and the Board ostensibly adopted that interpretation. But we need not consider this issue  



                                                                                                                                                                                                                                                                                               

ourselves; regardless of whether phentermine's manufacturer intended cardiomyopathy  



                                                                                                                                                                                                                                                                                                                                                           

to be among the listed contraindications, the evidence disproportionately supports a  



                                                                                                                                                                                                                                                                                                                                                 

conclusion that the contraindications do not establish a relevant standard of care, and  



                           35                         Dr. Nolan                                testifiedthat                                     cardiomyopathy isaformofcardiovascular disease.                                                                                                                                                                



Both of Dr. Odom's experts testified that S.Q.'s condition, peripartum cardiomyopathy,                                                                                                                                                                                                    

is   a   disease   of   the   heart   muscle   rather   than   the   vascular  system,   is   thus   not   a  

cardiovascular disease, and is not among phentermine's listed contraindications.                                                                                                                                                                                                                                                       



                                                                                                                                                                         -17-                                                                                                                                                             7220
  


----------------------- Page 18-----------------------

 furthermore that Dr. Odom's prescription of phentermine to S.Q. was within the standard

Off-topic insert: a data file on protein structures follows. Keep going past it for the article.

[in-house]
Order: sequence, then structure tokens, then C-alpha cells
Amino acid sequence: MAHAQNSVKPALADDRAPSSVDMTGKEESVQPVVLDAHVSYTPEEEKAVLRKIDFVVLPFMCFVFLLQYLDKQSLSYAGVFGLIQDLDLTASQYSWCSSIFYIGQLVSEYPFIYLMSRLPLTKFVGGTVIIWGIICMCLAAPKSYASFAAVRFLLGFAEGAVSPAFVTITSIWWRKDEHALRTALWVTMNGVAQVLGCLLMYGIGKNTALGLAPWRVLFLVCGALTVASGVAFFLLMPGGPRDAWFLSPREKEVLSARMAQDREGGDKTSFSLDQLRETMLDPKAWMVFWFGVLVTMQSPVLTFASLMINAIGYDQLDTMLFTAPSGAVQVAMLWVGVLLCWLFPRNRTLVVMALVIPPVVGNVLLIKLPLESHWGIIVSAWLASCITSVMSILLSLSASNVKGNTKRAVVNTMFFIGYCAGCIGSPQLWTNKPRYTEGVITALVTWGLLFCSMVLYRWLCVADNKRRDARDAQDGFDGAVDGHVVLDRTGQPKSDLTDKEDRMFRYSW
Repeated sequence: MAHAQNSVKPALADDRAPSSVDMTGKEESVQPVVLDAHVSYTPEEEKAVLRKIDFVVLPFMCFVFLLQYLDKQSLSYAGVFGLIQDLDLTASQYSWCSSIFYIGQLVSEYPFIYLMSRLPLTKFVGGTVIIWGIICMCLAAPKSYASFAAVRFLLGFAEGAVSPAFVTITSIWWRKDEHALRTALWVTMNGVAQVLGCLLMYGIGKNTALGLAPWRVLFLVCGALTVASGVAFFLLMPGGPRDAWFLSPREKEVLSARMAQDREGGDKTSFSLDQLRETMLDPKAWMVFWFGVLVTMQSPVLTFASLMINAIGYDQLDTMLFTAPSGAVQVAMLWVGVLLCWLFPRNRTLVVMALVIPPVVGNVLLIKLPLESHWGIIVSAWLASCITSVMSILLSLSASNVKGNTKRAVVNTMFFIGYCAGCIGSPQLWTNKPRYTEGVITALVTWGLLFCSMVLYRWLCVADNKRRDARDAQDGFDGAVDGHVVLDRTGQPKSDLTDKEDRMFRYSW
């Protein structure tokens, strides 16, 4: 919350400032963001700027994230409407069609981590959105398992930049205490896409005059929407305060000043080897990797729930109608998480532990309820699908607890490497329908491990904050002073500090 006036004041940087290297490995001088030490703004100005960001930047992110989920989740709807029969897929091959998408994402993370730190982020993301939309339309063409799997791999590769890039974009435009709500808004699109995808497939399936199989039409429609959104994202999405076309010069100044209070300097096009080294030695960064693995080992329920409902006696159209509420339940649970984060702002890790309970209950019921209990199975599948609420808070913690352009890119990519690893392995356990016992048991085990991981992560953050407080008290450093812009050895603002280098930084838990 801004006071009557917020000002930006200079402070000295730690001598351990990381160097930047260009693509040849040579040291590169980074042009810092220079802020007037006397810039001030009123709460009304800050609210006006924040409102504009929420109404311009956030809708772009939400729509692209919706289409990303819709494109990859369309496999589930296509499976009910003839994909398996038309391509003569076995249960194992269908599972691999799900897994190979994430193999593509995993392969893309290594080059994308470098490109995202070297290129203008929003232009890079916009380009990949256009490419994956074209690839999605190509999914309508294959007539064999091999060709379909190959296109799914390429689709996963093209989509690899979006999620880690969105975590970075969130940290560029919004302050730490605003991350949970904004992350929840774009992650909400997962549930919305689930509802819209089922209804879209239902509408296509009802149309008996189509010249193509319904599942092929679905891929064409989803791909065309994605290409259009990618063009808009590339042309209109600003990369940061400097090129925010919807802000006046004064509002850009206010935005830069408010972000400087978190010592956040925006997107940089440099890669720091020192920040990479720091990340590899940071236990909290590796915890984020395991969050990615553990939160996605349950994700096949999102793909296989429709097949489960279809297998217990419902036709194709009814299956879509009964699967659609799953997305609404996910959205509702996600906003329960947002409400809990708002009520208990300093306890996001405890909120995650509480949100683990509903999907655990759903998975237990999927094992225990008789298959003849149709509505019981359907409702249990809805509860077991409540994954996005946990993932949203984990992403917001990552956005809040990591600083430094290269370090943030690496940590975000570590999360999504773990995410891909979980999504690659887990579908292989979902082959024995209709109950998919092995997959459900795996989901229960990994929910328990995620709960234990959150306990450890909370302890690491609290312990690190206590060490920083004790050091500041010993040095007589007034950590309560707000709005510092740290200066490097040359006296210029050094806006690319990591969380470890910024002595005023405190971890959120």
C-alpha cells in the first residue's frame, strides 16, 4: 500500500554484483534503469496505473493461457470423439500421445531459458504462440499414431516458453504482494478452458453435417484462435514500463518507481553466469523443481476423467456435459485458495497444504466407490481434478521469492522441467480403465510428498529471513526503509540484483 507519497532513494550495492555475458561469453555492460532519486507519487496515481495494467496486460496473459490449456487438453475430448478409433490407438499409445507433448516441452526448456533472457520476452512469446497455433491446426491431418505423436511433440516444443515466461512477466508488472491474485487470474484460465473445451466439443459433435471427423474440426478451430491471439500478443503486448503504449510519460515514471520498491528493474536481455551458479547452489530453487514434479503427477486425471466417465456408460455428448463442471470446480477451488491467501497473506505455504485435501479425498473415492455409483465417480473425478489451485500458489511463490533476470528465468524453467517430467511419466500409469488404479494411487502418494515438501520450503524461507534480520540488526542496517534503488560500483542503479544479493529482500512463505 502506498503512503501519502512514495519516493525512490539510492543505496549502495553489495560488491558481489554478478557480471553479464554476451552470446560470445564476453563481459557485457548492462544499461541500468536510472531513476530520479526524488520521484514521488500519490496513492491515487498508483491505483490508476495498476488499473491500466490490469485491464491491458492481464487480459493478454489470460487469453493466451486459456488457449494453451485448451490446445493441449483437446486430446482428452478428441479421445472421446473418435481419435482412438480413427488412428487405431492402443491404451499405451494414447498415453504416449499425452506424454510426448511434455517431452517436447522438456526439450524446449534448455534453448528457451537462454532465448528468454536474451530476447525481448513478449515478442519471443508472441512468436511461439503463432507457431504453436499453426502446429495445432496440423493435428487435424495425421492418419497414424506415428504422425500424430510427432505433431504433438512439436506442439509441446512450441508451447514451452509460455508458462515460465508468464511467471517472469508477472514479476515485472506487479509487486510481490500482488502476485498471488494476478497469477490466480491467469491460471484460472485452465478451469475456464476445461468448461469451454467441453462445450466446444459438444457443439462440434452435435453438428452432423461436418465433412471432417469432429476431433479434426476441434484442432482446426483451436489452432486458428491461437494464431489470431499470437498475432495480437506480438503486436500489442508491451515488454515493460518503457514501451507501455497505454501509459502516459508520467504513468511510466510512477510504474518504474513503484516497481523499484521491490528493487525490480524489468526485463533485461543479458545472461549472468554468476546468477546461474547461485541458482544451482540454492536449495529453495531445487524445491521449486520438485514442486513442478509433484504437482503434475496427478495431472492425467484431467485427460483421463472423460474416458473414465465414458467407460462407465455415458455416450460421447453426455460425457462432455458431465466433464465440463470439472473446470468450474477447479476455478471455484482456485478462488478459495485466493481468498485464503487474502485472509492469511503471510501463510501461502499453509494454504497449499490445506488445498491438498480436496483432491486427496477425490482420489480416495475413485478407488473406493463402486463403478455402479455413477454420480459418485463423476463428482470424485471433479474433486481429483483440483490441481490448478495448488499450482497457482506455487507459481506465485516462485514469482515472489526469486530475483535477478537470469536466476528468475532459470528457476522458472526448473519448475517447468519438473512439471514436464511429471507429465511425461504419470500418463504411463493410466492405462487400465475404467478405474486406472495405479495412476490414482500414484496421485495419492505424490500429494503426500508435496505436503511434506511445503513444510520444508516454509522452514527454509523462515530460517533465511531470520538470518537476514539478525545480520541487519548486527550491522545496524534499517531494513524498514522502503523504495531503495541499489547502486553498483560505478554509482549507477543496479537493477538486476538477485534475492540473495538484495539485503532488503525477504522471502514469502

of care for physicians who practice in his field.                                                                                                                                     



                                                           Dr. Bryman, one of Dr. Odom's expert witnesses, is a physician licensed in                                                                                                                                                                                                                                                  



Alaska and several other states who practices primarily in bariatrics.  He has served on  



the American Board of Bariatric Medicine and is active in the American Society of                                                                                                                                                                                                                                                                                                   



Bariatric Physicians.                                                                         He testified that he is "very familiar" with phentermine; he has                                                                                                                                                                                                                 



prescribed it in his practice for over 20 years, has lectured on the drug, and has defended                                                                                                                                                                                                                                                            



 other physicians' use of the drug.                                                                                                                        As the ALJ summarized Dr. Bryman's testimony,